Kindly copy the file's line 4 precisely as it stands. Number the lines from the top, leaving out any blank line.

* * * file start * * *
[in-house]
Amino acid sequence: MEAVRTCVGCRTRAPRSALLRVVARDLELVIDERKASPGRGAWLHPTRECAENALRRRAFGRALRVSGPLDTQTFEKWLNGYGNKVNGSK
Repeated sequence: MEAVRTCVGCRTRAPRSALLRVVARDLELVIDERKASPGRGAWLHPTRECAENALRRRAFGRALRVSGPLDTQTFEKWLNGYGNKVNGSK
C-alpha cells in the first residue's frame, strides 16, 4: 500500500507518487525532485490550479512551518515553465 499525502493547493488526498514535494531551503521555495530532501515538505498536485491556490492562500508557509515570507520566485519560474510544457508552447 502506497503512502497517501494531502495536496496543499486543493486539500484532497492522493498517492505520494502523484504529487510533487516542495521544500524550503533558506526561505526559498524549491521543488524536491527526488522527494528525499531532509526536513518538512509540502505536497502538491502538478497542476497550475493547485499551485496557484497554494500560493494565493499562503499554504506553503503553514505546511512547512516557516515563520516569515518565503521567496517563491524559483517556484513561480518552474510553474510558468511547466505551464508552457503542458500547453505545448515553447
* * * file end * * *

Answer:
C-alpha cells in the first residue's frame, strides 16, 4: 500500500507518487525532485490550479512551518515553465 499525502493547493488526498514535494531551503521555495530532501515538505498536485491556490492562500508557509515570507520566485519560474510544457508552447 502506497503512502497517501494531502495536496496543499486543493486539500484532497492522493498517492505520494502523484504529487510533487516542495521544500524550503533558506526561505526559498524549491521543488524536491527526488522527494528525499531532509526536513518538512509540502505536497502538491502538478497542476497550475493547485499551485496557484497554494500560493494565493499562503499554504506553503503553514505546511512547512516557516515563520516569515518565503521567496517563491524559483517556484513561480518552474510553474510558468511547466505551464508552457503542458500547453505545448515553447